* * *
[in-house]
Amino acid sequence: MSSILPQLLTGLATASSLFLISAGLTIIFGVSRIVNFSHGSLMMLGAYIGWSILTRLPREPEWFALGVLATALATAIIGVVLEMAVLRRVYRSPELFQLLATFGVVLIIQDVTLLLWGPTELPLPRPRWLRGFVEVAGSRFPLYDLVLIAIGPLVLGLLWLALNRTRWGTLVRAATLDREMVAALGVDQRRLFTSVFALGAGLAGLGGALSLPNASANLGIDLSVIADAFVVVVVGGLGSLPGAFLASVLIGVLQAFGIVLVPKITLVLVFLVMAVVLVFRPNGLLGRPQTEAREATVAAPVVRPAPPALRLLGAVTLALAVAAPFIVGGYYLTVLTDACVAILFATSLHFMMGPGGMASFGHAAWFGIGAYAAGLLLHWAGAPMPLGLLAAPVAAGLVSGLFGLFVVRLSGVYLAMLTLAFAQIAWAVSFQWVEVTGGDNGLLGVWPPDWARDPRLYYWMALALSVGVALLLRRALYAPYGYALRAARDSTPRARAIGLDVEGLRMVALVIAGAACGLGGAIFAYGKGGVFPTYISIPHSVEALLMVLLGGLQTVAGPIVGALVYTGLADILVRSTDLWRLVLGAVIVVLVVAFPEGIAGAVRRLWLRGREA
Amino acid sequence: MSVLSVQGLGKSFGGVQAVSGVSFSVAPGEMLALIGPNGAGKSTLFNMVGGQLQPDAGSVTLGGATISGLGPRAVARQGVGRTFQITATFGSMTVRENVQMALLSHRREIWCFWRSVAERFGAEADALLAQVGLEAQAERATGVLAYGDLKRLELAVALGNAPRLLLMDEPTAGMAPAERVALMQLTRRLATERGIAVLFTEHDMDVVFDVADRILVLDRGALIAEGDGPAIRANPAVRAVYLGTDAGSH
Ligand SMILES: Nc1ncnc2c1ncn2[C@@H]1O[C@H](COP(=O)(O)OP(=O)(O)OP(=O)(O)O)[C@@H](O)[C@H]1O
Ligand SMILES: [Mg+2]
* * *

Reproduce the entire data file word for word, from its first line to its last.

[in-house]
Amino acid sequence: MSSILPQLLTGLATASSLFLISAGLTIIFGVSRIVNFSHGSLMMLGAYIGWSILTRLPREPEWFALGVLATALATAIIGVVLEMAVLRRVYRSPELFQLLATFGVVLIIQDVTLLLWGPTELPLPRPRWLRGFVEVAGSRFPLYDLVLIAIGPLVLGLLWLALNRTRWGTLVRAATLDREMVAALGVDQRRLFTSVFALGAGLAGLGGALSLPNASANLGIDLSVIADAFVVVVVGGLGSLPGAFLASVLIGVLQAFGIVLVPKITLVLVFLVMAVVLVFRPNGLLGRPQTEAREATVAAPVVRPAPPALRLLGAVTLALAVAAPFIVGGYYLTVLTDACVAILFATSLHFMMGPGGMASFGHAAWFGIGAYAAGLLLHWAGAPMPLGLLAAPVAAGLVSGLFGLFVVRLSGVYLAMLTLAFAQIAWAVSFQWVEVTGGDNGLLGVWPPDWARDPRLYYWMALALSVGVALLLRRALYAPYGYALRAARDSTPRARAIGLDVEGLRMVALVIAGAACGLGGAIFAYGKGGVFPTYISIPHSVEALLMVLLGGLQTVAGPIVGALVYTGLADILVRSTDLWRLVLGAVIVVLVVAFPEGIAGAVRRLWLRGREA
Amino acid sequence: MSVLSVQGLGKSFGGVQAVSGVSFSVAPGEMLALIGPNGAGKSTLFNMVGGQLQPDAGSVTLGGATISGLGPRAVARQGVGRTFQITATFGSMTVRENVQMALLSHRREIWCFWRSVAERFGAEADALLAQVGLEAQAERATGVLAYGDLKRLELAVALGNAPRLLLMDEPTAGMAPAERVALMQLTRRLATERGIAVLFTEHDMDVVFDVADRILVLDRGALIAEGDGPAIRANPAVRAVYLGTDAGSH
Ligand SMILES: Nc1ncnc2c1ncn2[C@@H]1O[C@H](COP(=O)(O)OP(=O)(O)OP(=O)(O)O)[C@@H](O)[C@H]1O
Ligand SMILES: [Mg+2]